On paper, I can enhance my CV with "Ambassador of Engineering Life" and a radio interview on the red carpet, as a new bullet point in the science communication section. But more importantly, I gained a new perspective of thinking, and I will try my best to keep it for a long time. I learned how to make science accessible to non-scientists. I learned how far open-mindedness can take one. And I learned that bringing together diverse people who have nothing in common at first sight generates output, although no output was ever demanded.
I am a curious scientist originating from Southern Germany, with a background that blends both Swabian and Bavarian influences. Currently, I hold the position of a doctoral candidate at the Max Planck Institute for Medical Research in Heidelberg, Germany.
My scientific curiosity developed during my physics studies, where I learned to question even fundamental principles and further explored them in the field of synthetic biology. I focused on establishing architectural design inside synthetic cells. Nowadays, I am chemically designing molecular building blocks with various functions and colors to create new structures within living biological cells.
In addition to my scientific pursuits, I enjoy engaging in physical activities outside the lab. You can often find me playing football or exploring hiking trails in the vineyards around Heidelberg. While I have a passion for sports and exercises, playing the bassoon has become the perfect combination of physical activity and creativity for me for over a decade. Being part of an orchestra and exchanging ideas with other musicians and artists, as well as performing on stage, are some of the most fulfilling experiences for me. They allow me to communicate emotions through a common language.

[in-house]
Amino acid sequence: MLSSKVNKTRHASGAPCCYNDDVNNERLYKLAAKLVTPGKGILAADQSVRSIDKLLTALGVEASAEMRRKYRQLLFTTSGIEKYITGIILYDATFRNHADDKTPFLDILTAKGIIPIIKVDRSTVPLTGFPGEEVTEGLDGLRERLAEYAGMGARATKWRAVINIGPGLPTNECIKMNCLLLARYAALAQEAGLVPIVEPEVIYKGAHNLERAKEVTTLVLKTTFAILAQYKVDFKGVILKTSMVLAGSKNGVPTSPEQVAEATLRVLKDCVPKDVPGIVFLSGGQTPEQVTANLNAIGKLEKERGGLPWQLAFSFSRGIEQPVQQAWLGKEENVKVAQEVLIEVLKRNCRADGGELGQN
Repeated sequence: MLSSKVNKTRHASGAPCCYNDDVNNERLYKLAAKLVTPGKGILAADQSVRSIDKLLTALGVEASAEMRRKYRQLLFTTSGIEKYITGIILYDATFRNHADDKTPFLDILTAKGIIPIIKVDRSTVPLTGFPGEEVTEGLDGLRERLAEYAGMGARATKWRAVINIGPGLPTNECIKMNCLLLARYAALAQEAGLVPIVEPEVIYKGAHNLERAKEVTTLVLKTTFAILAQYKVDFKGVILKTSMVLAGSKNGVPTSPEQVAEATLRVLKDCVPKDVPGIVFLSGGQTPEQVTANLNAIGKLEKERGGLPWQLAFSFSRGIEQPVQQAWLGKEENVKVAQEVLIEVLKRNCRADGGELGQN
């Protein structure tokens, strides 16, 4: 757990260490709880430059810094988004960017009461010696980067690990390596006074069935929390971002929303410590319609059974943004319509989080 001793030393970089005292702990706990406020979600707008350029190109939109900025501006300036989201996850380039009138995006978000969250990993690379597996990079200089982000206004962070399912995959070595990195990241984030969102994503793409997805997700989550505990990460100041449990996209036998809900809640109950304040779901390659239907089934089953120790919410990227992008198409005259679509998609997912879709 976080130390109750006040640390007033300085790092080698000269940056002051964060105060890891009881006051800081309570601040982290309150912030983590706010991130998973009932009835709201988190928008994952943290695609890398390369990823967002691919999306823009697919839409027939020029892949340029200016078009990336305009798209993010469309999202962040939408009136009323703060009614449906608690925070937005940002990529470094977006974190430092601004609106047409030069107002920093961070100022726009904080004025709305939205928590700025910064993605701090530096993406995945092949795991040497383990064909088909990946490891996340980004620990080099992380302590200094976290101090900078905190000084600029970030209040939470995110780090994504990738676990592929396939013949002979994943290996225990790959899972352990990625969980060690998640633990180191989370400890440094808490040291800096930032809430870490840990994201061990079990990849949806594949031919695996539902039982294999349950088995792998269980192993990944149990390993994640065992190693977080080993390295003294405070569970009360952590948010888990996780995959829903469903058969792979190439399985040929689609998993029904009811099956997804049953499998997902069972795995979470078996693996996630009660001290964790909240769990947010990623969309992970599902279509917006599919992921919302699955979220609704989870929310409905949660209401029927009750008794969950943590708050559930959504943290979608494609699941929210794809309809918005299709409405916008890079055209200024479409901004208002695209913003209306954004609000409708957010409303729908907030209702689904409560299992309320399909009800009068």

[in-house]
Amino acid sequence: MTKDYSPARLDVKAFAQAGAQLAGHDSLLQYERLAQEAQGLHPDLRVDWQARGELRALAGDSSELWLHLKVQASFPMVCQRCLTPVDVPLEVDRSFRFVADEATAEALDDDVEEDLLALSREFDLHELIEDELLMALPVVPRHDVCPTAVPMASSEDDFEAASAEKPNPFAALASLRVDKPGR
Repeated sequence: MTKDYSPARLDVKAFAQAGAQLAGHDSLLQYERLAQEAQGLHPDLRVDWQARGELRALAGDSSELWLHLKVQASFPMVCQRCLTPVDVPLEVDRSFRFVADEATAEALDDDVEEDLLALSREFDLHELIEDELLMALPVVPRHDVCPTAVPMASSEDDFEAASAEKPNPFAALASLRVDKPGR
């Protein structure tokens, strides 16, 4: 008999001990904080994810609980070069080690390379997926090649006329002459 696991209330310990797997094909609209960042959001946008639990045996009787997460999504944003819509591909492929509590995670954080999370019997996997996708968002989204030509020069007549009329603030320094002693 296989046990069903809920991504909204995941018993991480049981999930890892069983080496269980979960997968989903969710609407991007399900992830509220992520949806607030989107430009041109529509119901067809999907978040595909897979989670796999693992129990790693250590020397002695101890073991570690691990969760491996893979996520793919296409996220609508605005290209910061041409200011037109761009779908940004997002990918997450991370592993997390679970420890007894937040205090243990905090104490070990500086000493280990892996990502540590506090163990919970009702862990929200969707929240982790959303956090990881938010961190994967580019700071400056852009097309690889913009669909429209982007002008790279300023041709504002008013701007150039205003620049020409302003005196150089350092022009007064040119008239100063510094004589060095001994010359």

I seek to bridge the gap between my research and non-scientists by visualizing my projects through 2D and 3D animations. This approach simplifies complex principles and makes them more accessible and appealing to a broader community. Recently, I participated in a start-up pitch talk contest, where I learned to design presentations tailored to different audiences, focusing on rhetoric. By combining visual and spoken science communication, I have also taken part in a video interview series where I explain my research in a way that a five-year-old can understand, called “Explain Like I’m 5”. These interviews are publicly available on YouTube.
I eagerly look forward to the opportunity to engage in a creative exchange with artists in Locarno, curious to explore the differences between creativity in science and the arts. I expect learning new ways of storytelling and effectively communicating my research. I am excited to connect with artists and gain insight into their ways of thinking and expressing thoughts. Certainly, this experience will enhance my own creativity in solving scientific problems, which are a daily necessity in the life of a scientist.